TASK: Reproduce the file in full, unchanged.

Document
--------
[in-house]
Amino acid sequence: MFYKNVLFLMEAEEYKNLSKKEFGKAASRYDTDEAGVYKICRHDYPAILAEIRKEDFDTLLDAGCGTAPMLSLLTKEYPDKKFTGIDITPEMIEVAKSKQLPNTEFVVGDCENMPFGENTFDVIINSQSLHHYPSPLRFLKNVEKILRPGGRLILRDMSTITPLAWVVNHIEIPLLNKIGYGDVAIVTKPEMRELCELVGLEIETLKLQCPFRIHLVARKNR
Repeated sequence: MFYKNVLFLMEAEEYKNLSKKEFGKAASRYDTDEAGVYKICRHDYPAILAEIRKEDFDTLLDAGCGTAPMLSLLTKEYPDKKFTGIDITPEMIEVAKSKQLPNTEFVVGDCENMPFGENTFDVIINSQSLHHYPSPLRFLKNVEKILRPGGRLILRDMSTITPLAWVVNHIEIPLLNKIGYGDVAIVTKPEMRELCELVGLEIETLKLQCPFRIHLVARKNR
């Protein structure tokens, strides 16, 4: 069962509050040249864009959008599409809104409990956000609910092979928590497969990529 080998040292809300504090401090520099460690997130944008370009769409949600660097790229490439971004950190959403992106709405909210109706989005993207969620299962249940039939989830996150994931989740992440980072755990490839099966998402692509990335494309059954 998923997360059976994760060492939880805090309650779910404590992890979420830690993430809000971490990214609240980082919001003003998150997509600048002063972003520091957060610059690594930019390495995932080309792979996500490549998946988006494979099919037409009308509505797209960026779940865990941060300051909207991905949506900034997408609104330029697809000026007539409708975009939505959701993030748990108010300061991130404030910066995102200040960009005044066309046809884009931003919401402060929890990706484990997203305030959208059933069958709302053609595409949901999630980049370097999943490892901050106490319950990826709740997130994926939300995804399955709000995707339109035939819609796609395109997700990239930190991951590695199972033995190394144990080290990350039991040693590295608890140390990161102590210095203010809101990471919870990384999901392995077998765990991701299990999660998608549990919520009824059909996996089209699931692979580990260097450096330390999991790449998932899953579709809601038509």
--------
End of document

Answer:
[in-house]
Amino acid sequence: MFYKNVLFLMEAEEYKNLSKKEFGKAASRYDTDEAGVYKICRHDYPAILAEIRKEDFDTLLDAGCGTAPMLSLLTKEYPDKKFTGIDITPEMIEVAKSKQLPNTEFVVGDCENMPFGENTFDVIINSQSLHHYPSPLRFLKNVEKILRPGGRLILRDMSTITPLAWVVNHIEIPLLNKIGYGDVAIVTKPEMRELCELVGLEIETLKLQCPFRIHLVARKNR
Repeated sequence: MFYKNVLFLMEAEEYKNLSKKEFGKAASRYDTDEAGVYKICRHDYPAILAEIRKEDFDTLLDAGCGTAPMLSLLTKEYPDKKFTGIDITPEMIEVAKSKQLPNTEFVVGDCENMPFGENTFDVIINSQSLHHYPSPLRFLKNVEKILRPGGRLILRDMSTITPLAWVVNHIEIPLLNKIGYGDVAIVTKPEMRELCELVGLEIETLKLQCPFRIHLVARKNR
């Protein structure tokens, strides 16, 4: 069962509050040249864009959008599409809104409990956000609910092979928590497969990529 080998040292809300504090401090520099460690997130944008370009769409949600660097790229490439971004950190959403992106709405909210109706989005993207969620299962249940039939989830996150994931989740992440980072755990490839099966998402692509990335494309059954 998923997360059976994760060492939880805090309650779910404590992890979420830690993430809000971490990214609240980082919001003003998150997509600048002063972003520091957060610059690594930019390495995932080309792979996500490549998946988006494979099919037409009308509505797209960026779940865990941060300051909207991905949506900034997408609104330029697809000026007539409708975009939505959701993030748990108010300061991130404030910066995102200040960009005044066309046809884009931003919401402060929890990706484990997203305030959208059933069958709302053609595409949901999630980049370097999943490892901050106490319950990826709740997130994926939300995804399955709000995707339109035939819609796609395109997700990239930190991951590695199972033995190394144990080290990350039991040693590295608890140390990161102590210095203010809101990471919870990384999901392995077998765990991701299990999660998608549990919520009824059909996996089209699931692979580990260097450096330390999991790449998932899953579709809601038509």